I am fond of historical comparisons and parallels and this recommended article is a very interesting analysis. One important and interesting quote: “By the estimates of Gregory Clark, economic historian at the University of California at Davis, it took 60 to 70 years of transition, after the onset of industrialization, for English workers to see sustained real wage gains at all.” And Tyler Cowen compares the situation to the actual stagnation of wages since the late 1990s in developed countries.
One element of worry is of course that the Industrial Revolution led to the development of certain ideologies which led to revolutions and political instability and volatility – and much suffering.
Are we watching the same evolution now? This might be an issue to watch closely. I am not as optimistic as Tyler Cowen that this time we should be less extreme and more reasonable: the inclusion of developed countries in the Fourth Revolution will create substantial new sources of instability.
In the excellent book ‘Sapiens: A Brief History of Humankind‘, Yuval Noah Harari writes: “One of history’s few iron laws is that luxuries tend to become necessities and to spawn new obligations. Once people get used to a certain luxury, they take it for granted. Then they begin to count on it. Finally they reach a point where they can’t live without it.”
In the book he applies this law from the very start of the Agricultural Age to all sorts of new belongings and constraints imposed by the sedentary lifestyle linked to having fields to care for. But of course it is also widely applicable today to all sorts of modern life items, from cars to mobile phones. They were initially luxuries and have become things we can’t live without.
Today we can’t live without a number of contraptions that impose on us a tremendous burden in terms of maintenance and replacement. We can’t live without them because society also takes them for granted. For example, not having a mobile phone nowadays for professionals is something of an heresy!
It is at the same time the result of progress, and it comes also with obligations and constraints. The thing is to keep some balance so as to not become hostages to all those luxuries. How do you fare?
“The chief advantage of language is not communication but autogeneration“, says Kevin Kelly in his book ‘What Technology Wants‘. “Language is a trick that allows the mind to question itself; a magic mirror that reveals to the mind what the mind thinks; a handle that turns a mind into a tool. With a grip on the slippery, aimless activity of self-awareness and self-reference, language can harness a mind into a fountain of new ideas.”
Language allows us to create new ideas. Without language our own creative capabilities are limited. Putting words on things and concepts allows us to modify our views: shifting words does shift worldviews.
In addition, Kevin Kelly in this quote misses the view that language allows to mobilize the ideas and the creativity of many people at the same time. Brainstorming techniques demonstrate clearly the power of group creativity.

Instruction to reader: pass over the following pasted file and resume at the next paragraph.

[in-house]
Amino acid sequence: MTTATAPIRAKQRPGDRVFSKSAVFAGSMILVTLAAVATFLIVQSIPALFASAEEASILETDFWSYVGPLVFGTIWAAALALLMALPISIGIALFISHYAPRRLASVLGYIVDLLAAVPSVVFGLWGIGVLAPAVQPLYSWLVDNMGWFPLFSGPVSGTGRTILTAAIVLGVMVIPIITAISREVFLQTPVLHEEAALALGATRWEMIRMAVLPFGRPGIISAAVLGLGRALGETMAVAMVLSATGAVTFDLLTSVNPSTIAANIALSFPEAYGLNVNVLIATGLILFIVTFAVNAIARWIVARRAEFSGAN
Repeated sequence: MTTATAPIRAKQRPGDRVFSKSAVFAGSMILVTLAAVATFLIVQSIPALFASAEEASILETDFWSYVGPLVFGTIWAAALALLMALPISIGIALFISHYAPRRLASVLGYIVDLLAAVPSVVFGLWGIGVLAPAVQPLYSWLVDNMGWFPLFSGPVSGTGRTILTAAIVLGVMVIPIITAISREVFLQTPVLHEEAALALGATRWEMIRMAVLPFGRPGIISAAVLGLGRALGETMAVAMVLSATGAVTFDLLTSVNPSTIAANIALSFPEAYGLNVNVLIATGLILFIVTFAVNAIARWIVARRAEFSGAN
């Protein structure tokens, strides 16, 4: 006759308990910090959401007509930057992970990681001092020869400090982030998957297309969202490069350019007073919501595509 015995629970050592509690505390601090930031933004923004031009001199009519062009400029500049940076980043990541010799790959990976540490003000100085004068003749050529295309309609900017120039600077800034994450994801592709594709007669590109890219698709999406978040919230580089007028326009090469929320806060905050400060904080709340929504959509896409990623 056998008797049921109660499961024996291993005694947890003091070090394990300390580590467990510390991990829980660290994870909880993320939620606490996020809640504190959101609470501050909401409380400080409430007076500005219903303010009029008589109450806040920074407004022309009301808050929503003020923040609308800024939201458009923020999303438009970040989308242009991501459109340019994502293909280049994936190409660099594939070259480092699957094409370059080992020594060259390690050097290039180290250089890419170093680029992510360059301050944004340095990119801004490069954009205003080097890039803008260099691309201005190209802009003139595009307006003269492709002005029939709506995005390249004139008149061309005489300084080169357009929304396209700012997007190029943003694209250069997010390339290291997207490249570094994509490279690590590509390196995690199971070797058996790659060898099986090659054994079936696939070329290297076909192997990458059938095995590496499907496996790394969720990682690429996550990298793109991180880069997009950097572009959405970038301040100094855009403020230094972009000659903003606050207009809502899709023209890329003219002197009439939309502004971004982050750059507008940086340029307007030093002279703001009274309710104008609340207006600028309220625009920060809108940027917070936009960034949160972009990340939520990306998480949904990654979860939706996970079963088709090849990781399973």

Hence language (which in our framework did create the First Revolution which brought us to the hunter-gatherer state) is a key part of creativity. Without language we cannot conceptualize, we cannot generalize, we cannot categorize and we cannot shift our views.
No wonder that one of the key benefits of speaking several languages is enhanced creativity and a great flexibility when facing diverse situations!
Kevin Kelly notes about the birth of the religions we know today that they have all appeared around the same time, when agriculture was sufficiently developed to generate abundance.
“About 2,500 years ago most of humanity’s major religions were set in motion in a relatively compact period. Confucius, Lao-tzu, Buddha, Zoroaster, the authors of the Upanishads, and the Jewish patriarchs all lived within a span of 20 generations. Only a few major religions have been born since then. Historians call that planetary fluttering the Axial Age. It was as if everyone alive awoke simultaneously and, in one breath, set out in search of their mysterious origins. Some anthropologists believe the Axial Age awakening was induced by the surplus abundance that agriculture created, enabled by massive irrigation and waterworks around the world”
When the Industrial Revolution came with printing, these religions branched somewhat with for example, Protestantism for the Christians.
He continues: “It would not surprise me if we saw another axial awakening someday, powered by another flood of technology“. The conclusion of that observation should shake us. Is the spiritual awakening we can observe around us just a trend or is it a deeper movement linked to the Fourth Revolution? I tend to believe in the latter, and I am excited to see how that will materialize in the years to come as we move into the Collaborative Age.
The financial world is going through a storm. The balance of economy is shifting. What was not a problem before (sovereign debt) is a problem now. Developed economies are in turmoil. Manufacturing and utility companies suffer. Stock markets undergo shock after shock. Still, the companies that embody the Fourth Revolution, those companies of the internet, do not seem to suffer. They continue to grow.
An interesting similar situation happened in the 19th century when the development of railroad redefined the economy and value chain for many products. Many startups were created, that contributed to a fantastic development of the railroad network.
And the stock market suffered shock after shock as the economy adjusted to the new, tremendous value brought by speedy transportation. There were regular crisis, there were regular financial panics, in all developed countries like the US, UK or France. New and old companies collapsed.
Still the railroad networks continued to develop through the successive crisis and the economy really took all the benefit of the economies of scale brought by the Industrial Age.